WHAT IS A CERIGNOLA OLIVE?
Named after the region of Italy they’re from, these stone fruits are famous for their large size and buttery flavor. Also known as Bella della Daunia, they’re a member of the Arbequina family! Naturally available in black or green, the red variety is created by adding dye during their 4 week brine soak. The cerignola olive is a popular table olive. But it’s striking color and size also make them a popular ingredient in martinis! Described by some as a Mediterranean super-food, unlike quinoa and other super-foods olives are easily affordable! And they’re a natural pairing to other Italian delicacies like Parmesan Reggiano. In terms of wine they’re ironically often paired with a French Sauvignon Blanc or an Italian Pinot Grigio. Be careful using in them in salads or cooked dishes. Their mild flavor can be easily lost next to all the other flavors next to it.
WHY ARE CERIGNOLA OLIVES GOOD FOR YOU?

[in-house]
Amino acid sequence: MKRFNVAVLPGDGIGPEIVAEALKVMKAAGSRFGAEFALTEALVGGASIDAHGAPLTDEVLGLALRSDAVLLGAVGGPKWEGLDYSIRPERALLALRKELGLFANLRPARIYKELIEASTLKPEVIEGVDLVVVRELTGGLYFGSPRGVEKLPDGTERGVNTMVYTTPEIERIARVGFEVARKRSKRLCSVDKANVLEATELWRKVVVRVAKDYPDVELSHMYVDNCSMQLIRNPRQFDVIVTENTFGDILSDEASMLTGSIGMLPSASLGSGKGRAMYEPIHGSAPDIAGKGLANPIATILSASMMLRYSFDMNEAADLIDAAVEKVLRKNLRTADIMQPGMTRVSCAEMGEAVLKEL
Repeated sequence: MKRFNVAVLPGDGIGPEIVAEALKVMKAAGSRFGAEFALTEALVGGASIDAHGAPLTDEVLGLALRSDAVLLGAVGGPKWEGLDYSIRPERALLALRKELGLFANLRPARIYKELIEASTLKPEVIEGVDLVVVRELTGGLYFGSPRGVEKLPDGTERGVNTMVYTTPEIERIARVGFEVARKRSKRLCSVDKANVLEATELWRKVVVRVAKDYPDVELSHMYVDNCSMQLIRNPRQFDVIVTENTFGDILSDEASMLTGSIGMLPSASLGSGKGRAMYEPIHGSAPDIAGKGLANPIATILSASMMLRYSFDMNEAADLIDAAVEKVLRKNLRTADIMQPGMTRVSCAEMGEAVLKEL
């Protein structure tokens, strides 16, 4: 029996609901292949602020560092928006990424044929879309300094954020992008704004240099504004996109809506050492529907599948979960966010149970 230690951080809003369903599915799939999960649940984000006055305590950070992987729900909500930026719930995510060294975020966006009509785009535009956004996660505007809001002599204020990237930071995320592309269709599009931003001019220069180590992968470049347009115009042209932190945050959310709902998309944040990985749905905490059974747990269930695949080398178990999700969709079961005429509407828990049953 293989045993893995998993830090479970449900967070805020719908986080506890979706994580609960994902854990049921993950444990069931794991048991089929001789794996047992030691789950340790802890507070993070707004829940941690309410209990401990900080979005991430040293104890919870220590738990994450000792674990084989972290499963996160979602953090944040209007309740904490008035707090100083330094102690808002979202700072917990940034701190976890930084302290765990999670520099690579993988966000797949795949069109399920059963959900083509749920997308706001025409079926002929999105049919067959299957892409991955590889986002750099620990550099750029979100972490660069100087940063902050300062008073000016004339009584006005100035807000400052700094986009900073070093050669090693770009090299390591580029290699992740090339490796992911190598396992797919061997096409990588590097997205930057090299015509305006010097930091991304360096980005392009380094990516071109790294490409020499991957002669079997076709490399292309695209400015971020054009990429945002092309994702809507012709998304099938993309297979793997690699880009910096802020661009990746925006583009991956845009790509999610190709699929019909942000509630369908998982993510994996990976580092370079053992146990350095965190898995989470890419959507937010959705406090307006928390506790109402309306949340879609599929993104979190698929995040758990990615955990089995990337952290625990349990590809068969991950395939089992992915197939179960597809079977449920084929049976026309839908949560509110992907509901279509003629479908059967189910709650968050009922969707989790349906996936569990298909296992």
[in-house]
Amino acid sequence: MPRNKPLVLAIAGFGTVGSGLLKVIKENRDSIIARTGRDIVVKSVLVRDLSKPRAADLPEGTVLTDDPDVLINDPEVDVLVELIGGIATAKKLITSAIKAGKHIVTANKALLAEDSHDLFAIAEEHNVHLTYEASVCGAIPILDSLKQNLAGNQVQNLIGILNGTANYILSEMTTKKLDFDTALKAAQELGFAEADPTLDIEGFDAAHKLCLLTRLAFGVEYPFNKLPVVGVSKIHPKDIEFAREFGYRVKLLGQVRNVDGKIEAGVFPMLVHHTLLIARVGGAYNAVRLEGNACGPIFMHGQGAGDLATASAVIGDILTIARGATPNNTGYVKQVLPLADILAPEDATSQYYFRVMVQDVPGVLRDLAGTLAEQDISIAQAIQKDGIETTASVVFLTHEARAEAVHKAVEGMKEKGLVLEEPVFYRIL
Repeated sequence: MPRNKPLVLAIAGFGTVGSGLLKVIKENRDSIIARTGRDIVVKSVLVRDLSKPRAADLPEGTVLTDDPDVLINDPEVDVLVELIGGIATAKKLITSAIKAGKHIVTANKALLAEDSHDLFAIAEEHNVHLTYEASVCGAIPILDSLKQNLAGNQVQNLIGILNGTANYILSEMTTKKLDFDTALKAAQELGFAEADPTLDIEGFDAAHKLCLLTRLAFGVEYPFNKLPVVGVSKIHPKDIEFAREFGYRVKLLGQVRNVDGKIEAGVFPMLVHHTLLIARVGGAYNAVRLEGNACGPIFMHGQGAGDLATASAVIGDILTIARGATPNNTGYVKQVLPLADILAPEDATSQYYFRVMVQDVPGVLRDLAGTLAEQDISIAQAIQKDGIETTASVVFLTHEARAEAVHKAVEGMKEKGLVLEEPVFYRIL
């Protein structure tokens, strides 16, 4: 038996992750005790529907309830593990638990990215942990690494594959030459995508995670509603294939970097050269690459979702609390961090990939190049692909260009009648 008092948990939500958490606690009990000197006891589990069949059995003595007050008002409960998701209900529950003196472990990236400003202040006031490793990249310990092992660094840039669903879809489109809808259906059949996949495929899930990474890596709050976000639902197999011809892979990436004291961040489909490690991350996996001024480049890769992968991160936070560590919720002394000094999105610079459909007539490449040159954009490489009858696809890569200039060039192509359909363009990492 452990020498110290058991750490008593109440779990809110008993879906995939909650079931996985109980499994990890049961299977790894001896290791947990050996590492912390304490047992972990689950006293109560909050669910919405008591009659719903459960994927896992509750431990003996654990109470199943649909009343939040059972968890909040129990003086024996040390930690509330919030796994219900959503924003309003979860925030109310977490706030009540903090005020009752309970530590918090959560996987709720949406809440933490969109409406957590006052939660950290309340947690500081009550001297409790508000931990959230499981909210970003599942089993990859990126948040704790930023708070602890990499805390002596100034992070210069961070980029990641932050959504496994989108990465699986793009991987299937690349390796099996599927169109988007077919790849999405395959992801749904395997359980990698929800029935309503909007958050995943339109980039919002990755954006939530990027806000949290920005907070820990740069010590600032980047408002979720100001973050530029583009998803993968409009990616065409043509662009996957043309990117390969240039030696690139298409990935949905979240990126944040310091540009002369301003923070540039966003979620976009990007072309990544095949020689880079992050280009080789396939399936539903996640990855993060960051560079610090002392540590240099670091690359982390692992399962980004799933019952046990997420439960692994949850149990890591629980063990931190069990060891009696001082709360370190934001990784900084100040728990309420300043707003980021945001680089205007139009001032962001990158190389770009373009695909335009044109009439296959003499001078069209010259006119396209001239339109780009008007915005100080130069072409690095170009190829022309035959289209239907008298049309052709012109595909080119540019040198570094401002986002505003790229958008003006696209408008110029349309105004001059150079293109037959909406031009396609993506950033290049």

They’re a great source of vitamin E as well as the minerals copper and calcium. Being packaged in salt water they’re also rich in sodium. Rinsing the olives before serving will reduce the level of salt.
WHEN ARE CERIGNOLA OLIVES IN SEASON?
Like most olives they’re a late Fall to early Spring harvest. However thanks to the miracle of curing they’re available year-round!
HOW SHOULD CERIGNOLA OLIVES BE STORED?
In an unopened jar keep in a cool, dark pantry. Once opened refrigerate and make sure there is enough brine to cover the olives in the jar.
ARE CERIGNOLA OLIVES PROBIOTIC?
Yes! Most fermented foods are naturally rich in gut-friendly bacteria. While you’d think that the high salt content would kill any and all bacteria, that’s not the case. The sodium however does kill off the “bad” or unhealthy bacteria introduced from harvesting this fruit. What’s left now has no competition and can start lacto-fermentation until the amount of acid produced by the bacteria becomes prohibitive.